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Environment Agency approves AD research

Research into new waste treatment processes at a ‘one of a kind’ Anaerobic Digestion Development Centre (ADDC) has been given permission by the Environment Agency (EA) without the need for a full environmental permit.

The ADDC, which is the first of its kind, has been developed by the Centre for Process Innovation (CPI) and Anaerobic Energy Limited to research the AD process.

The centre will assess a wide range of waste-to-energy processes in both single and mixed streams, using pre-treatment, digestion and post-treatment technologies to develop improved AD processes.

Trials at the facility will include reducing the size and costs of facilities, increasing biogas and digestate yields, improving effluent water quality, and developing purification and monitoring processes for gas-to-grid injection.

Small-scale trial projects have suffered in the past from expensive application fees and regulatory demands needed for full environmental permits, but a recent position statement from the EA on regulating trials of waste management operations now allows them to proceed for an agreed period without an environmental permit as long as they meet strict criteria.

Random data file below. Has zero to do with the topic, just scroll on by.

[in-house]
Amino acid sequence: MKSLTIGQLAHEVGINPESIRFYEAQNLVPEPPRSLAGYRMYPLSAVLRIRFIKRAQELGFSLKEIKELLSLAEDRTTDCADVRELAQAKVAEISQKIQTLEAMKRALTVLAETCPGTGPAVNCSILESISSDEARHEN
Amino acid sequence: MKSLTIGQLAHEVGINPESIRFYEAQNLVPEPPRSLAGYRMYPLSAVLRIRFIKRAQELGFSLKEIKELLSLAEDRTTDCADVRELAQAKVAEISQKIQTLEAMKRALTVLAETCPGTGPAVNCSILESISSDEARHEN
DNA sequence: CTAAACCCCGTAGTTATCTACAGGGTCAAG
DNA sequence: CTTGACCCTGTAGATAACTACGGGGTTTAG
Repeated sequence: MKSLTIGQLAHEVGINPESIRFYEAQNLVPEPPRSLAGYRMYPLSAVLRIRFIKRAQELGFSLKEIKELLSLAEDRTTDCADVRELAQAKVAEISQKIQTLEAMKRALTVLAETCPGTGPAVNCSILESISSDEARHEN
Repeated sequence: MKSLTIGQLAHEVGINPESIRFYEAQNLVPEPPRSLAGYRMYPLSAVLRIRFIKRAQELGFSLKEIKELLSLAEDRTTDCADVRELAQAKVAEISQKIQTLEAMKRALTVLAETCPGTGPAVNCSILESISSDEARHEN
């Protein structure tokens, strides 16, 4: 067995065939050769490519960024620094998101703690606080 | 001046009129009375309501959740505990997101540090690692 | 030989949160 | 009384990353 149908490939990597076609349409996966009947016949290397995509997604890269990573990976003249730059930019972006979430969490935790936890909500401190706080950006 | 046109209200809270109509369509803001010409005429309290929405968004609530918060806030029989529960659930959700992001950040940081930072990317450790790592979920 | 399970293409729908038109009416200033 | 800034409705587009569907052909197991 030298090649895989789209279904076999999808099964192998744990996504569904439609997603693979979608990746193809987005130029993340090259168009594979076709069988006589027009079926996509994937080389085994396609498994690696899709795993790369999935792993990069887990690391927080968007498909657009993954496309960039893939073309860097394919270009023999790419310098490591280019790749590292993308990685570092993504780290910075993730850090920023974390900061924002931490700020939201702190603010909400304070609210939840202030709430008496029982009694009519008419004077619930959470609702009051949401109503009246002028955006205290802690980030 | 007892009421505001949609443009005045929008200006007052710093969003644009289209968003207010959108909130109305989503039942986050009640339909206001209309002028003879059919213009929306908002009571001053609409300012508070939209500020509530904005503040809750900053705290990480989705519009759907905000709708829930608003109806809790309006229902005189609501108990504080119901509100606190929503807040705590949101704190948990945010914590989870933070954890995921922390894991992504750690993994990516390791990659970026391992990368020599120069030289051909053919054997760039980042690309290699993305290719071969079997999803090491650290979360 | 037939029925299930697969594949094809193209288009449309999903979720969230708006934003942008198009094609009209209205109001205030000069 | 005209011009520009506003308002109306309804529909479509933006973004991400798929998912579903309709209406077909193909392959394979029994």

Engineering and environmental consultancy Wardell Amstrong helped to secure permission for the ADDC to proceed with the trials.

Associate director Stephen Barnes said: “By working closely with CPI, we’ve been able to demonstrate clearly that the ADDC facility will be operated for the purposes of research and development and waste trials.

“The site will only accept about 100 tonnes of waste per year, and the Environment Agency has taken a pragmatic and helpful approach by agreeing a regulatory position statement for the first 12 months of the site’s operation.

“This has helped to reduce costs and ensure that this important work will go ahead to promote AD and the sustainable use of waste to produce biogas for energy production and digestate for use as a fertiliser.”   

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